Chuck Byrd, president of Jim’s Disposal Service, addresses the Northland’s trash issues
An outpouring of resident complaints has pushed Kansas City to bring its trash collection service in house after outsourcing it to a private contractor for more than 40 years.
City Council members voted unanimously on Thursday to allow the city to take over collection for homes in the Northland and south Kansas City, currently performed by Waste Corporation of America and Jim’s Disposal Service. Municipal crews already cover the area between the Missouri River and 63rd Street.
The city began considering in-house service when complaints about missed and inconsistent pickups in the Northland skyrocketed. Satisfaction in the service fell 22 percent, according to a city survey. At the same time, city staff learned the costs to do business with private collection companies would skyrocket.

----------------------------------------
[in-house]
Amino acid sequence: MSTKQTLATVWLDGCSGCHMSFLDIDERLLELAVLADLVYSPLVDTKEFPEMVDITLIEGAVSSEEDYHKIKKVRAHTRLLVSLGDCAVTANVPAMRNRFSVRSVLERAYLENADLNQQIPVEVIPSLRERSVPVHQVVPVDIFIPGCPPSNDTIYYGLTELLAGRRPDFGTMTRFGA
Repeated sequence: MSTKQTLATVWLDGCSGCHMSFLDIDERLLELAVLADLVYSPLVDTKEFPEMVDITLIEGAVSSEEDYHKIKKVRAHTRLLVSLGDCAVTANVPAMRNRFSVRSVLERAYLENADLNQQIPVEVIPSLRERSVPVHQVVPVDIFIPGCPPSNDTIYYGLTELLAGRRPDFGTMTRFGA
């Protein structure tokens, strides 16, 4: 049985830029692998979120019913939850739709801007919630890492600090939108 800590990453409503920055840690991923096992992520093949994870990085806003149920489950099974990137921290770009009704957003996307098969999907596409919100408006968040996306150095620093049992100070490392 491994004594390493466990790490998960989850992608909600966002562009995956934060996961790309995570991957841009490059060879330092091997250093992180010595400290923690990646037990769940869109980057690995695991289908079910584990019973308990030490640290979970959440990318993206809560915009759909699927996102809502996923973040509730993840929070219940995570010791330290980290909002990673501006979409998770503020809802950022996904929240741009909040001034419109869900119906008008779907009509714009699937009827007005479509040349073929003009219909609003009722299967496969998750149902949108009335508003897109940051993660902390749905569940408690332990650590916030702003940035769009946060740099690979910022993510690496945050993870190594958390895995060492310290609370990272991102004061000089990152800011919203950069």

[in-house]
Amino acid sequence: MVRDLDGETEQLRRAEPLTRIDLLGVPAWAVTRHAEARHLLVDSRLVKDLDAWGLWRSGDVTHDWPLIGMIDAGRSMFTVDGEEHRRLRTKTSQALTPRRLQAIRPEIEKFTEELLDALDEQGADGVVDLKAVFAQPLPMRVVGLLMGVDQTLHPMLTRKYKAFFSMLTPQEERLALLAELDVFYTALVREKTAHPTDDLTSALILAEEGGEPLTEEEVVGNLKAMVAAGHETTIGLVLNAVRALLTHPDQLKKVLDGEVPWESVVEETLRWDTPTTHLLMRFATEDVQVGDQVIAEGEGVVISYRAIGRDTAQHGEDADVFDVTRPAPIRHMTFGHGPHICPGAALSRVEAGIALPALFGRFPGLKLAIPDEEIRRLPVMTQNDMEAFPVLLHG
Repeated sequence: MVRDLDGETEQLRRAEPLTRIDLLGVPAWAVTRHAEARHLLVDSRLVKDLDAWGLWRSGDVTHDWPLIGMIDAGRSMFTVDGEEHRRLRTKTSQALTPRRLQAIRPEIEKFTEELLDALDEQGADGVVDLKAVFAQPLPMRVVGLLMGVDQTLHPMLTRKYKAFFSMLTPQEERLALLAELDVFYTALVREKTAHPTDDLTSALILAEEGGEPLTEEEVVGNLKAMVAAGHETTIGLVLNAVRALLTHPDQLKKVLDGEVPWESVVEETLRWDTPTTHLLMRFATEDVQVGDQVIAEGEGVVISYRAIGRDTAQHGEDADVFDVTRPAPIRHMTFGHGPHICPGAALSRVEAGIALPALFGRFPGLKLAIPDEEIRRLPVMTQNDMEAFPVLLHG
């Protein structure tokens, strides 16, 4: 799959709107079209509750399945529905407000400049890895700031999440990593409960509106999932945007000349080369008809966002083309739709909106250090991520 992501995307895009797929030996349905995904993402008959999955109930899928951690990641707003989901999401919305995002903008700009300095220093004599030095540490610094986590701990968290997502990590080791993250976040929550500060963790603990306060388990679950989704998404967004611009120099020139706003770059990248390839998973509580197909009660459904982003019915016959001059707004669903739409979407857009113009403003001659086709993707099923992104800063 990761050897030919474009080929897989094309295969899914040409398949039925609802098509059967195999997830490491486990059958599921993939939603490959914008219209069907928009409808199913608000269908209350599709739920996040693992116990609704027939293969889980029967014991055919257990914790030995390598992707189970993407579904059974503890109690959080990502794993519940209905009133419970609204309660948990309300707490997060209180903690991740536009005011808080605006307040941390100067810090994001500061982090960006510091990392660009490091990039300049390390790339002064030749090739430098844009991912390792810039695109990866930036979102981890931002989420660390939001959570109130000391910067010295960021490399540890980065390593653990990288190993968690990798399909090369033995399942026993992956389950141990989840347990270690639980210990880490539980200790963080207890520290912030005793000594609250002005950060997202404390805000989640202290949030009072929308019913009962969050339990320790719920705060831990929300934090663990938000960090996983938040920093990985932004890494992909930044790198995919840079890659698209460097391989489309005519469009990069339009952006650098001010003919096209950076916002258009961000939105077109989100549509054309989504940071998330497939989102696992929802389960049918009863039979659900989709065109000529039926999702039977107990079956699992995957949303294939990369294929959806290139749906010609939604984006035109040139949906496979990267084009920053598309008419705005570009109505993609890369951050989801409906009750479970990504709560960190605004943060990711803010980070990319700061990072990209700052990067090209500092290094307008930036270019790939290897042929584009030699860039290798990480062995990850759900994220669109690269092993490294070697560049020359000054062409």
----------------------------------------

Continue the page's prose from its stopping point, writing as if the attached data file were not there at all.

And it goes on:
Council members voted in February to authorize City Manager Troy Schulte’s office to come up with a plan.
“Trash and recycling is the most basic of services that we provide here in Kansas City, and when we don’t do what they expect, it’s very frustrating,” Northland Councilwoman Heather Hall said at the time.
Staff estimate in-house trash service will save the city $20 million over 10 years compared to signing a new private contract. And that takes into account the cost of new trucks, and the hiring and training of workers. With those savings, officials said they expect to provide better, more reliable service with improved bulky item and brush collection and expanded opportunities to clean up neighborhoods.
The numbers were met with some skepticism last month. Two council committees, Neighborhoods & Public Safety and Finance & Governance, tied 4-4 in a joint session and failed to send the proposal to the full council.
The two panels met again Wednesday, and, with the urging of Northland residents who turned out for the meeting, passed the plan.
City Manager Troy Schulte’s office will spend the next year hiring more than 75 new trash collectors, buying trucks and preparing to bring the city’s embattled service in-house when the private contracts expire on April 30, 2020.